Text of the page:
Spotlight on: Baby Poop

baby poop dust coverLongtime Attachment Parenting International (API) supporter, Linda Folden Palmer, DC, announces her latest book, Baby Poop.

API: Tells us about Baby Poop.

Linda: Babies cannot tell us what symptoms they are feeling or where they are hurting. For the most part, we get smiles or cries, and we get poop. The color, consistency and frequency of a baby’s poop can provide all kinds of diagnostic clues to the child’s well-being.

My book discusses the impacts of many factors on the establishment and maintenance of baby’s flora, describes what kind of poops parent can expect at different ages and diets, explores issues of early weight gain and presents valuable preemie feeding evidence. The book also informs about caring for colic and reflux, and discovering and treating food sensitivities. Current newborn jaundice treatments are frequently contrary to the best research findings. I also provide plenty of information on dealing with constipation and withholding.

There’s more to caring for a sick baby than the 10-minute visit with the doctor. Baby Poop helps parents to know when baby is sick and provides evidence-based care practices for supportive care. I present the science about the use of various over-the-counter drugs with infants and demonstrate the risks attendant with prescribed antibiotics and antacids.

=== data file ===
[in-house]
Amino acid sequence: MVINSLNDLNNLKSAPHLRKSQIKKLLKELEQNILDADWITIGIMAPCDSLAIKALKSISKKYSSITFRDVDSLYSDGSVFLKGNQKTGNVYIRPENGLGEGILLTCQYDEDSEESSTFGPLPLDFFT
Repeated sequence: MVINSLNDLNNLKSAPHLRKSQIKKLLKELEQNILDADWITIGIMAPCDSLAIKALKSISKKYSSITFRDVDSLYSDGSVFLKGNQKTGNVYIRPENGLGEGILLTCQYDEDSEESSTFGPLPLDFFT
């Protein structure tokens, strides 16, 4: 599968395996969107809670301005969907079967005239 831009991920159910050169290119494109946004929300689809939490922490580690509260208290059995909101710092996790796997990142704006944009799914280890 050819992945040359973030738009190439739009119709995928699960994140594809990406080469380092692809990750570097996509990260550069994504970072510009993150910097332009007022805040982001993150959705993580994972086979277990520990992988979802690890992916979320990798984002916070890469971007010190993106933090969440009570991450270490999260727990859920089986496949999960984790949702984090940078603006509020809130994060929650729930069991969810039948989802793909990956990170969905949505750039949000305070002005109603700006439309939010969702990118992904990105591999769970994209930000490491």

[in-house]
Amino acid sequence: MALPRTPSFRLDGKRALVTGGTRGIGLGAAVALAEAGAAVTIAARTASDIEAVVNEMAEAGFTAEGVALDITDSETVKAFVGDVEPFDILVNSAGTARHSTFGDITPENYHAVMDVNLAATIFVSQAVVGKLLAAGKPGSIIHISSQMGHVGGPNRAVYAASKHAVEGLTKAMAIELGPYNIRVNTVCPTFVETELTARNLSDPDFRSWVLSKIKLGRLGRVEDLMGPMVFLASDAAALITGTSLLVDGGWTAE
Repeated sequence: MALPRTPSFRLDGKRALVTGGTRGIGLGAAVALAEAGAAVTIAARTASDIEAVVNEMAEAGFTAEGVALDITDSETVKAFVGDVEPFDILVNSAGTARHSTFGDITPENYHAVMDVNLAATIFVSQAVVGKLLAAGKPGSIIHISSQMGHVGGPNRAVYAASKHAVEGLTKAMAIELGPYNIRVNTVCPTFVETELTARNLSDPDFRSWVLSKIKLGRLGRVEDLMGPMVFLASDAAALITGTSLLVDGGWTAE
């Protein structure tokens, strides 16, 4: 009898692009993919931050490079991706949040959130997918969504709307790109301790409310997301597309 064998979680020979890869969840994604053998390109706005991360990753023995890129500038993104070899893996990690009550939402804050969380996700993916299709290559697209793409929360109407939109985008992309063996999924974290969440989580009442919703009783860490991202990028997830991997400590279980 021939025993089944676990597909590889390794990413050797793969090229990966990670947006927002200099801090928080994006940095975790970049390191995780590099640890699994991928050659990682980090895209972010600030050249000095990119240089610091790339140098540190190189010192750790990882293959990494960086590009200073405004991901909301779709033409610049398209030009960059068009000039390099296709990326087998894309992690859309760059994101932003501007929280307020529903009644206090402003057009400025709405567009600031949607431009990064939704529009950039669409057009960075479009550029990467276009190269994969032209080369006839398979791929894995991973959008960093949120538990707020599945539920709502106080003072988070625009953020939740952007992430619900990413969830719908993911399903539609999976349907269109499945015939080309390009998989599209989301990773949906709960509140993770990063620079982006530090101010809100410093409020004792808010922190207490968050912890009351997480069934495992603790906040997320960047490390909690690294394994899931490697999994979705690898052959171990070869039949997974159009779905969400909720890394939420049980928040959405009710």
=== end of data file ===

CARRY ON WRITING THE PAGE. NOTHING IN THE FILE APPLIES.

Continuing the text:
What’s the best way to help a baby with a little gastrointestinal (GI) virus to feel better? Snuggles, empathy and affection, along with good hydration.

There’s much more to be found in Baby Poop.

API: What inspired you to write this book?

Linda: My first book, Baby Matters, became highly popular, and I received many letters and provided many consultations as a result. While Baby Matters (now in its 3rd edition as The Baby Bond) was chiefly intended to present the scientific evidence that supports Attachment Parenting practices, this brings in the topics of feeding, food sensitivities and other infant health issues.